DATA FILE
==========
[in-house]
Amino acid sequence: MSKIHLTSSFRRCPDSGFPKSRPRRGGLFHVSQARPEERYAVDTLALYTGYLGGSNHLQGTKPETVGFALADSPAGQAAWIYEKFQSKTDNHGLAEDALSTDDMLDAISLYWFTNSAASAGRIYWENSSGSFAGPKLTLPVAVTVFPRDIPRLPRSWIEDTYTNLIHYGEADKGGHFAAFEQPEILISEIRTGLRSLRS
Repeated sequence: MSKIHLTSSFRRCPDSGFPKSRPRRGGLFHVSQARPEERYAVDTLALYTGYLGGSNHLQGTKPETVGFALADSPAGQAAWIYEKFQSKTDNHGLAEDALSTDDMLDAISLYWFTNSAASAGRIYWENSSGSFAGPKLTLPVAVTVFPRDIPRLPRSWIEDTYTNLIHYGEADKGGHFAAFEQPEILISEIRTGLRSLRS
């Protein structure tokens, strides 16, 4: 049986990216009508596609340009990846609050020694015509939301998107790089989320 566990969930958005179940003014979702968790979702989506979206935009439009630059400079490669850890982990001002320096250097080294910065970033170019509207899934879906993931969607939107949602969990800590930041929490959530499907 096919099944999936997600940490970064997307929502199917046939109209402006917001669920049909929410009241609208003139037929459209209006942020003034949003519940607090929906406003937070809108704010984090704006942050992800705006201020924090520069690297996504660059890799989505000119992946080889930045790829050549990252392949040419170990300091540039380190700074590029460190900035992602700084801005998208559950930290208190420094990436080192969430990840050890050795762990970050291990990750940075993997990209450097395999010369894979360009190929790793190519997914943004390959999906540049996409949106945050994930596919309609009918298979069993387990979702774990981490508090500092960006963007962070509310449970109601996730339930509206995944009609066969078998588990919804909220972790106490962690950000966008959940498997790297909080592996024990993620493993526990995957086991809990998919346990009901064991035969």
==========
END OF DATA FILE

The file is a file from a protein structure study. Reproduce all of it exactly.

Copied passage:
[in-house]
Amino acid sequence: MSKIHLTSSFRRCPDSGFPKSRPRRGGLFHVSQARPEERYAVDTLALYTGYLGGSNHLQGTKPETVGFALADSPAGQAAWIYEKFQSKTDNHGLAEDALSTDDMLDAISLYWFTNSAASAGRIYWENSSGSFAGPKLTLPVAVTVFPRDIPRLPRSWIEDTYTNLIHYGEADKGGHFAAFEQPEILISEIRTGLRSLRS
Repeated sequence: MSKIHLTSSFRRCPDSGFPKSRPRRGGLFHVSQARPEERYAVDTLALYTGYLGGSNHLQGTKPETVGFALADSPAGQAAWIYEKFQSKTDNHGLAEDALSTDDMLDAISLYWFTNSAASAGRIYWENSSGSFAGPKLTLPVAVTVFPRDIPRLPRSWIEDTYTNLIHYGEADKGGHFAAFEQPEILISEIRTGLRSLRS
């Protein structure tokens, strides 16, 4: 049986990216009508596609340009990846609050020694015509939301998107790089989320 566990969930958005179940003014979702968790979702989506979206935009439009630059400079490669850890982990001002320096250097080294910065970033170019509207899934879906993931969607939107949602969990800590930041929490959530499907 096919099944999936997600940490970064997307929502199917046939109209402006917001669920049909929410009241609208003139037929459209209006942020003034949003519940607090929906406003937070809108704010984090704006942050992800705006201020924090520069690297996504660059890799989505000119992946080889930045790829050549990252392949040419170990300091540039380190700074590029460190900035992602700084801005998208559950930290208190420094990436080192969430990840050890050795762990970050291990990750940075993997990209450097395999010369894979360009190929790793190519997914943004390959999906540049996409949106945050994930596919309609009918298979069993387990979702774990981490508090500092960006963007962070509310449970109601996730339930509206995944009609066969078998588990919804909220972790106490962690950000966008959940498997790297909080592996024990993620493993526990995957086991809990998919346990009901064991035969």